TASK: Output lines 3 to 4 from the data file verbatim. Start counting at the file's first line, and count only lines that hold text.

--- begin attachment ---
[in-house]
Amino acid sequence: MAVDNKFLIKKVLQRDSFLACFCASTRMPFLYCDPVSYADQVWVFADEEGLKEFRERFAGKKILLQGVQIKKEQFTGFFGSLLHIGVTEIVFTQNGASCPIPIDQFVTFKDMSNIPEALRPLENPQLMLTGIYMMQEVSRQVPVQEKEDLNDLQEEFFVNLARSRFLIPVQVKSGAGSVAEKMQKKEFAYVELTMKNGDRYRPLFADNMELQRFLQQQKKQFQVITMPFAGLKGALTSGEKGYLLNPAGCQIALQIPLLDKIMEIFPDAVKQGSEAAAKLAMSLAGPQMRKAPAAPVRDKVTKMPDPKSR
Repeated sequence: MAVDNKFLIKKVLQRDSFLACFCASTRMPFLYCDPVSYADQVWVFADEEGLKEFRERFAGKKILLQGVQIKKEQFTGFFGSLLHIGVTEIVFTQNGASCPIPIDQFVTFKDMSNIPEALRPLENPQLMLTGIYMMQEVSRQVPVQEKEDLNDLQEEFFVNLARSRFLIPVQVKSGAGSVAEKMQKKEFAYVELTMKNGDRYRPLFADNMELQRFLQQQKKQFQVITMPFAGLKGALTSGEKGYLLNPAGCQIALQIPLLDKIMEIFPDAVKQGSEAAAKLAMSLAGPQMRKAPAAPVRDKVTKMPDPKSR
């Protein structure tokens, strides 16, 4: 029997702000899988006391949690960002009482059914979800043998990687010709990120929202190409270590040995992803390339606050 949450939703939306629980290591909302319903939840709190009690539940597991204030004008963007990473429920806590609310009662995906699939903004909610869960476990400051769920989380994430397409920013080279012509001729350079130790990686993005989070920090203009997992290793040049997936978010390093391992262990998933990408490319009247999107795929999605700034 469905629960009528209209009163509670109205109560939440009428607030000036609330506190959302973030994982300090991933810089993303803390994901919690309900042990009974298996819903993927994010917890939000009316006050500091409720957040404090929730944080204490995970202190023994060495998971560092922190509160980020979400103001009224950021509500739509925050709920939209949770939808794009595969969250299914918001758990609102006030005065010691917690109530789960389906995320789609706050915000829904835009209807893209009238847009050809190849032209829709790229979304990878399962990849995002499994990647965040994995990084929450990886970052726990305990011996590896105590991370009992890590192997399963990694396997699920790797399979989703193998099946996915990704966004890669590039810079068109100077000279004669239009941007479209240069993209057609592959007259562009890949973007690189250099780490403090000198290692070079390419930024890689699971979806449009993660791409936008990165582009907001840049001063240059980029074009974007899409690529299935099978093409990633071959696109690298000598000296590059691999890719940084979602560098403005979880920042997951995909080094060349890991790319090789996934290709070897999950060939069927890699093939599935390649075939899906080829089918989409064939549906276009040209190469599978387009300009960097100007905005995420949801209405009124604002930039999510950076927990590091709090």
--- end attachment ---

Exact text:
Repeated sequence: MAVDNKFLIKKVLQRDSFLACFCASTRMPFLYCDPVSYADQVWVFADEEGLKEFRERFAGKKILLQGVQIKKEQFTGFFGSLLHIGVTEIVFTQNGASCPIPIDQFVTFKDMSNIPEALRPLENPQLMLTGIYMMQEVSRQVPVQEKEDLNDLQEEFFVNLARSRFLIPVQVKSGAGSVAEKMQKKEFAYVELTMKNGDRYRPLFADNMELQRFLQQQKKQFQVITMPFAGLKGALTSGEKGYLLNPAGCQIALQIPLLDKIMEIFPDAVKQGSEAAAKLAMSLAGPQMRKAPAAPVRDKVTKMPDPKSR
């Protein structure tokens, strides 16, 4: 029997702000899988006391949690960002009482059914979800043998990687010709990120929202190409270590040995992803390339606050 949450939703939306629980290591909302319903939840709190009690539940597991204030004008963007990473429920806590609310009662995906699939903004909610869960476990400051769920989380994430397409920013080279012509001729350079130790990686993005989070920090203009997992290793040049997936978010390093391992262990998933990408490319009247999107795929999605700034 469905629960009528209209009163509670109205109560939440009428607030000036609330506190959302973030994982300090991933810089993303803390994901919690309900042990009974298996819903993927994010917890939000009316006050500091409720957040404090929730944080204490995970202190023994060495998971560092922190509160980020979400103001009224950021509500739509925050709920939209949770939808794009595969969250299914918001758990609102006030005065010691917690109530789960389906995320789609706050915000829904835009209807893209009238847009050809190849032209829709790229979304990878399962990849995002499994990647965040994995990084929450990886970052726990305990011996590896105590991370009992890590192997399963990694396997699920790797399979989703193998099946996915990704966004890669590039810079068109100077000279004669239009941007479209240069993209057609592959007259562009890949973007690189250099780490403090000198290692070079390419930024890689699971979806449009993660791409936008990165582009907001840049001063240059980029074009974007899409690529299935099978093409990633071959696109690298000598000296590059691999890719940084979602560098403005979880920042997951995909080094060349890991790319090789996934290709070897999950060939069927890699093939599935390649075939899906080829089918989409064939549906276009040209190469599978387009300009960097100007905005995420949801209405009124604002930039999510950076927990590091709090």